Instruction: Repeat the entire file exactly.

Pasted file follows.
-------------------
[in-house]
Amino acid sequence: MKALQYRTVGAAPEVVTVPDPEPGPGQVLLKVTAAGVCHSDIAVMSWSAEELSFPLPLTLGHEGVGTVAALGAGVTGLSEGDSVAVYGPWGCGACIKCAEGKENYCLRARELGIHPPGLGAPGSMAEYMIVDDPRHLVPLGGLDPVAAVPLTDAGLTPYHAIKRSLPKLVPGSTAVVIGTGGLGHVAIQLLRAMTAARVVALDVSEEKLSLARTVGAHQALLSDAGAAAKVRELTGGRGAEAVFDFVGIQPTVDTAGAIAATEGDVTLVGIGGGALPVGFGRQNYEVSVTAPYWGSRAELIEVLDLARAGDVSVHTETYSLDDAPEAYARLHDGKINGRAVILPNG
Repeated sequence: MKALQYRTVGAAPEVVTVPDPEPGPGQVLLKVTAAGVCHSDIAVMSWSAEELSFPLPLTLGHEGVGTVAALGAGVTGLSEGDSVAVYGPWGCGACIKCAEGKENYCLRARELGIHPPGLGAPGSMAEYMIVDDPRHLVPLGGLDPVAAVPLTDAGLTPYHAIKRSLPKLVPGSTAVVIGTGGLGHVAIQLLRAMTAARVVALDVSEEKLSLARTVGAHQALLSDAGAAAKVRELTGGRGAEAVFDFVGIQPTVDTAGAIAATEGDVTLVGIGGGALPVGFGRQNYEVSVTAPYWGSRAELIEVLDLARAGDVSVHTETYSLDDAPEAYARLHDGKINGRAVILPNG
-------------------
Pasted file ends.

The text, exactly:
[in-house]
Amino acid sequence: MKALQYRTVGAAPEVVTVPDPEPGPGQVLLKVTAAGVCHSDIAVMSWSAEELSFPLPLTLGHEGVGTVAALGAGVTGLSEGDSVAVYGPWGCGACIKCAEGKENYCLRARELGIHPPGLGAPGSMAEYMIVDDPRHLVPLGGLDPVAAVPLTDAGLTPYHAIKRSLPKLVPGSTAVVIGTGGLGHVAIQLLRAMTAARVVALDVSEEKLSLARTVGAHQALLSDAGAAAKVRELTGGRGAEAVFDFVGIQPTVDTAGAIAATEGDVTLVGIGGGALPVGFGRQNYEVSVTAPYWGSRAELIEVLDLARAGDVSVHTETYSLDDAPEAYARLHDGKINGRAVILPNG
Repeated sequence: MKALQYRTVGAAPEVVTVPDPEPGPGQVLLKVTAAGVCHSDIAVMSWSAEELSFPLPLTLGHEGVGTVAALGAGVTGLSEGDSVAVYGPWGCGACIKCAEGKENYCLRARELGIHPPGLGAPGSMAEYMIVDDPRHLVPLGGLDPVAAVPLTDAGLTPYHAIKRSLPKLVPGSTAVVIGTGGLGHVAIQLLRAMTAARVVALDVSEEKLSLARTVGAHQALLSDAGAAAKVRELTGGRGAEAVFDFVGIQPTVDTAGAIAATEGDVTLVGIGGGALPVGFGRQNYEVSVTAPYWGSRAELIEVLDLARAGDVSVHTETYSLDDAPEAYARLHDGKINGRAVILPNG